Campania remains unique among Italian wine-producing regions in having strongly resisted the lure of international grape varieties and placing its faith in indigenous grapes, of which it has an abundance. There is one great exception to that rule, however, and it is one of the great wines of Italy. It’s exceptional too in that – even though I generally deplore polluting Italian varieties with Cabernet or Merlot – this is a wine I really like.
I’m speaking, of course, of Silvia Imparato’s Montevetrano, a magisterial blend of Cabernet sauvignon, Merlot, and Campania’s prince of red grapes, Aglianico. It’s grown in the Cilento, not far from Salerno, an area of Campania a touch wilder and less developed than most, and one not particularly noted for fine wine.
Montevetrano burst on the scene almost 25 years ago: 1991 was the first vintage, just for friends. Right after that Riccardo Cotarella came on board, and Montevetrano promptly began grabbing attention and awards. Over the years, for instance, it has accumulated 14 Tre Bicchieri awards – a record that would be enviable for wines from far more prestigious areas than the Cilento.
As Signora Imparato explained to me in a recent visit, when she inherited her family property, she had a lot of experience of wine but not of making wine. She knew she wanted to make a fine wine and not just an easy quaffer. Her motives were not simply her own satisfaction, but to provide work for the people of her native area and also, just maybe, to set an example that could contribute to the revitalization of the locality. But she needed advice, so she talked to her friend Renzo Cotarella, who was then just starting his career with Antinori as the enologist at Castello della Sala in Umbria, where he was working with Piero Antinori on the development of the since-famous Cervari. He, not entirely surprisingly, introduced her to his brother Riccardo, and the two of them began working together on the development of the Montevetrano vineyards. As Silvia puts it, “This was before he was Riccardo Cotarella.”
It was, however, when he was already deeply committed to Merlot, so the original plantings at Montevetrano leaned heavily on Bordelais grapes: Cabernet sauvignon and Merlot for the bulk of the blend, a little Aglianco – 10-12% – to finish it. This was something of a compromise, since Silvia, despite the pleasure she took in Bordeaux wines, had great faith in Aglianico. “I’m not sure that Riccardo then really knew Aglianico,” she says. “Now of course it’s different: Now he has great enthusiasm for Aglianico.”
To her increasing satisfaction, that enthusiasm has been translating into a greater and greater percentage of Aglianico in the Montevetrano blend. Aglianico now makes up 40% of Montevetrano, a percentage that will probably keep growing. “With the change in the climate,” Silvia explains, “Merlot is no longer giving me the perfumes I loved, so I am using less and less of it and increasing the Aglianico, which thrives in this climate.”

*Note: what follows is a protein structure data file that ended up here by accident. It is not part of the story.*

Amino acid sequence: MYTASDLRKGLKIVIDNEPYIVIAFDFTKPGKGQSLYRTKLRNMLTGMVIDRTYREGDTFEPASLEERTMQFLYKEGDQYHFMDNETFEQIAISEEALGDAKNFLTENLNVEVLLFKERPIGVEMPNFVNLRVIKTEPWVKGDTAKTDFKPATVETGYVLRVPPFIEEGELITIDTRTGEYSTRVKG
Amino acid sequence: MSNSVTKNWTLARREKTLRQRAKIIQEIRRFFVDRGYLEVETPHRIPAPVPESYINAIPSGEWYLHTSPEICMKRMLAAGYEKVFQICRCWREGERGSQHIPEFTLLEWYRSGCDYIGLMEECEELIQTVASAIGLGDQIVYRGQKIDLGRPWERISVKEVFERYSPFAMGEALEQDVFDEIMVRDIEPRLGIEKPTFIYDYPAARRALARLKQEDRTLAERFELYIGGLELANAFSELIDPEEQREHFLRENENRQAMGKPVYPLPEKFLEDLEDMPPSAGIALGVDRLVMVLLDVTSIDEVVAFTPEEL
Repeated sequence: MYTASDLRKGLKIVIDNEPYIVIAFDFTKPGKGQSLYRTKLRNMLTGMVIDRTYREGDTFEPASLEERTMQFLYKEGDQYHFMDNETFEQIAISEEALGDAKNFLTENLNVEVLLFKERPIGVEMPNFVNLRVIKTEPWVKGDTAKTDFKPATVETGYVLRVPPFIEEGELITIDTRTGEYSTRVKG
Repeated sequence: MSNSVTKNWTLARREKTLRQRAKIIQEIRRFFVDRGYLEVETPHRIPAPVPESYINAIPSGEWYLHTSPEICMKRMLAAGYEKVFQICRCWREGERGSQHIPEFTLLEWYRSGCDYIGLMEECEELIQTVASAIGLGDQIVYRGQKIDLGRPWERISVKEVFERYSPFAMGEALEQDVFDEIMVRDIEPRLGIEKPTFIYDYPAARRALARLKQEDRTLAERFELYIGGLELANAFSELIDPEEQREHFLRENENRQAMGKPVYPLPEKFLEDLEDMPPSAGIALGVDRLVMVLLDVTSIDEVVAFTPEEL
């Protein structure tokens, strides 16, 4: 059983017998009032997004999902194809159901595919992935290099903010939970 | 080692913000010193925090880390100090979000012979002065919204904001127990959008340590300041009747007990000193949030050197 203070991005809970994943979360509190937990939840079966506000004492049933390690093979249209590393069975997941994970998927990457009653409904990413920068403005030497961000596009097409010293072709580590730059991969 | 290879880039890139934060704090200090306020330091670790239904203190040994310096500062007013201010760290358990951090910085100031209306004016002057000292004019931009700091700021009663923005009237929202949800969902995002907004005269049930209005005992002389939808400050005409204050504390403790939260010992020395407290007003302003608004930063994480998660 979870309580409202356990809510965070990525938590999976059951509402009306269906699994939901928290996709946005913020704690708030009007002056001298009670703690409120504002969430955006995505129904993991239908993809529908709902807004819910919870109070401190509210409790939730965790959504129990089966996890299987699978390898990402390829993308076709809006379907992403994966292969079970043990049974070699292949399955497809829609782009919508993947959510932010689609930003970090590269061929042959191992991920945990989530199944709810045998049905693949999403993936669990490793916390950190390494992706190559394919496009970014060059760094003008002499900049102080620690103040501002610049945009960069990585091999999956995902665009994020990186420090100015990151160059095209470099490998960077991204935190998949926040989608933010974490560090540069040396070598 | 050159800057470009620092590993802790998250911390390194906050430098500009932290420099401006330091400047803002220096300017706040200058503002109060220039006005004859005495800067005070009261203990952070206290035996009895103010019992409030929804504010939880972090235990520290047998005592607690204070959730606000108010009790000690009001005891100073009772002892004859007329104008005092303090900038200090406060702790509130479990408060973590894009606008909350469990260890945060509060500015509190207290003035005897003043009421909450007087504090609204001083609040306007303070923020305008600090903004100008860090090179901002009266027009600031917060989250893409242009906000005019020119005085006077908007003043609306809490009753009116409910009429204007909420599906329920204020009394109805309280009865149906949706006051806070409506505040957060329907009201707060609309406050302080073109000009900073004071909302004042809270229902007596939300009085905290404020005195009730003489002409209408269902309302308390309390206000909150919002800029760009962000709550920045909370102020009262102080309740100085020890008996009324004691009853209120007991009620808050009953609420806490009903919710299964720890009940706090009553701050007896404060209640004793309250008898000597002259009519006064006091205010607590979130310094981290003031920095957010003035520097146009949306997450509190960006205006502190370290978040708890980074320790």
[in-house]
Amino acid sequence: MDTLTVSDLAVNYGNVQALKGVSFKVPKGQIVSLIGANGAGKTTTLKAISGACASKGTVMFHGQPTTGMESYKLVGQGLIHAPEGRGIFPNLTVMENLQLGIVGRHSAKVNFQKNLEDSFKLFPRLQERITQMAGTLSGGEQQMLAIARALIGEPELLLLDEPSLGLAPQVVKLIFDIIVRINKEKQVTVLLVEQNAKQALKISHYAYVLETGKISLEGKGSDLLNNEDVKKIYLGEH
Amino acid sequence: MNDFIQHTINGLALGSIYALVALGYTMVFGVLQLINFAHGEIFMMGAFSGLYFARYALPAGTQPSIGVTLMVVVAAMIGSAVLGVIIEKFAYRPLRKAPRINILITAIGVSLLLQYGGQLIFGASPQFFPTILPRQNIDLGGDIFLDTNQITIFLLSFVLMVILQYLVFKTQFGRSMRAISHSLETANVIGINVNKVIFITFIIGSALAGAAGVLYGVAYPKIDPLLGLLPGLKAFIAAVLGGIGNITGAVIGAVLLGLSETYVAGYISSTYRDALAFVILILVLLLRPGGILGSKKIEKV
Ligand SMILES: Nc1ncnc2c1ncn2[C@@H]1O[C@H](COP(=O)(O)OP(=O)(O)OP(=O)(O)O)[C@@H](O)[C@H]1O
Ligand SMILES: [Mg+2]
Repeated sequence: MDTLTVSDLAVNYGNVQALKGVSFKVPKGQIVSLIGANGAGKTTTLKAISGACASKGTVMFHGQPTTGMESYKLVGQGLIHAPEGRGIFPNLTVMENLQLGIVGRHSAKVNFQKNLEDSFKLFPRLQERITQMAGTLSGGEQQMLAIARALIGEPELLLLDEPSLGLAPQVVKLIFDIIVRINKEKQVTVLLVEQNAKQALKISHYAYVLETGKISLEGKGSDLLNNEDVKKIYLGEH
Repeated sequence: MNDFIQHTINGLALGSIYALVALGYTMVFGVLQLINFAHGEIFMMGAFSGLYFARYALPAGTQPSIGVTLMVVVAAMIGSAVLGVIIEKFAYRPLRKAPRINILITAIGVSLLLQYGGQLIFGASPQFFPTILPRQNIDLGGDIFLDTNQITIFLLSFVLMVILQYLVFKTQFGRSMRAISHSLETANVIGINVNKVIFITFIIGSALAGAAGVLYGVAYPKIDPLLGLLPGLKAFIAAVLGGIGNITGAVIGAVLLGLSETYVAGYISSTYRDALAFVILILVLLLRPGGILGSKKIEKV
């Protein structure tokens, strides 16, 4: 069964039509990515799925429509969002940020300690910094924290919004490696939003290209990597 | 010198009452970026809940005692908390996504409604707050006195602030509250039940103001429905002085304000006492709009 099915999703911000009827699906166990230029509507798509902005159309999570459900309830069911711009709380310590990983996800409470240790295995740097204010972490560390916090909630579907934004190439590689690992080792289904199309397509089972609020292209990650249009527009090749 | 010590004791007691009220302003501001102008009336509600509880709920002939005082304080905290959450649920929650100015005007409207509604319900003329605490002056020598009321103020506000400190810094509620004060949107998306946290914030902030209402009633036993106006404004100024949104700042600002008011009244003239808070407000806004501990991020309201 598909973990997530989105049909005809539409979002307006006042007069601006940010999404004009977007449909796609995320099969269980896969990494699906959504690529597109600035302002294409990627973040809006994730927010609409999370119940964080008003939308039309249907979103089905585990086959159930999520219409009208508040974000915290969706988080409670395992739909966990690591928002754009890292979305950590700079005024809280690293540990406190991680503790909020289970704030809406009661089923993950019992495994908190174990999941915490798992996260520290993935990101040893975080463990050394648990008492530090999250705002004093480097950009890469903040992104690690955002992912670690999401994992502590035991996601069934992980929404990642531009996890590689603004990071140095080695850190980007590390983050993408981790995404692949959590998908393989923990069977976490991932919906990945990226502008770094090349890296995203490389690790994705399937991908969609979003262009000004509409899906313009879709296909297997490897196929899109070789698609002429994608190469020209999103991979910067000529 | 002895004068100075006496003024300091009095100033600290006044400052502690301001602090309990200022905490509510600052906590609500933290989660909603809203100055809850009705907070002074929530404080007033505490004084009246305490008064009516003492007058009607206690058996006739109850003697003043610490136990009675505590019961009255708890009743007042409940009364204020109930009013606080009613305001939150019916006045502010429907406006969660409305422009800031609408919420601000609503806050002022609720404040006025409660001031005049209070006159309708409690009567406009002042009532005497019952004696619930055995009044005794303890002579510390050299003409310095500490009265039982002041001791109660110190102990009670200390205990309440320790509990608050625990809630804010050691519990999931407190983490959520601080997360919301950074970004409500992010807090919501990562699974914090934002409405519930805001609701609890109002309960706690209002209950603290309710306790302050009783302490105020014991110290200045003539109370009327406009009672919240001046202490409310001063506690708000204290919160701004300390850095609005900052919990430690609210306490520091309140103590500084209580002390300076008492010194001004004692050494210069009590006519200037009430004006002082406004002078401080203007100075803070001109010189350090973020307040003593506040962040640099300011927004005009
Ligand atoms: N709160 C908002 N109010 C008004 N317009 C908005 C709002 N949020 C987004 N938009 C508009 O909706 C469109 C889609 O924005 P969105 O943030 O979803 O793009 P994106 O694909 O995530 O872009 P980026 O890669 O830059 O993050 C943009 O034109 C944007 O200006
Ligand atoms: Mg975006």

She has been working with Riccardo Cotarella for 20 years now, and to celebrate that anniversary they are introducing a new wine, a 100% Aglianico called Core. I had the chance to taste 2012 Core then and there, and also later at a blind tasting in Naples. My notes agree that both times, Core was a standout: very young, obviously, but with a gorgeous Aglianico nose of earth scents and dried black fruit, and a complex, intriguing palate of soft black fruit, tar, and tobacco. The finish was long and gently leathery.
Core is a very fine wine that will be pleasant drinking young but has the kind of acid/tannin structure that needs lots of time – in my opinion, 20 years is a reasonable horizon – and will be very great: a triumph for Silvia Imparato, Riccardo Cotarella, and cellarmaster Domenico (Mimi) La Rocca, who has been with Montevetrano from its very first vintage. (Interestingly, not all Core’s Aglianico is estate-grown: Because all her new vines are not yet ready, she bought grapes from Benevento, which has just recently received the DOCG – only Campania’s second red DOCG – for its Aglianico.)
Here some brief notes on the other wines I tasted during that visit:
Montevetrano 2011 – Beautiful aroma, with Aglianico notes riding over the Cab and Merlot scents. Soft and round in the mouth, with good underlying tannins. At first a bit closed, but opens nicely in the glass. Fine balance. Will be excellent.
Montevetrano 2010 – Leather, tar, dried fruit, and earth in the nose. Blackberryish fruit and leather in the mouth, with a long, fruit-leather finish. Very fine: Though it seems to be maturing rapidly, it has ample structure for long life.
Montevetrano 2009 – Stronger Cabernet presence in the nose. Lovely palate, very elegant, very composed, with a lot of tightly controlled nervous energy. Tastes as least as young as the 2011, with very great potential.
Montevetrano 2008 – Aroma just beginning to mature and deepen. Palate too starting to darken and deepen, with earthy, leathery, mushroomy notes beginning to show. Should be wonderful in 5 to 10 years.
The truly amazing thing to me is that there don’t seem to be any bad vintages at Montevetrano. I don’t know how they do that, but I definitely admire it.
One final note: I apologize to Silvia for the title of this post, since I think she hates that “Super Something” designation. I’m not crazy about it either, but it furnished the most concise way to headline an important point about the wine.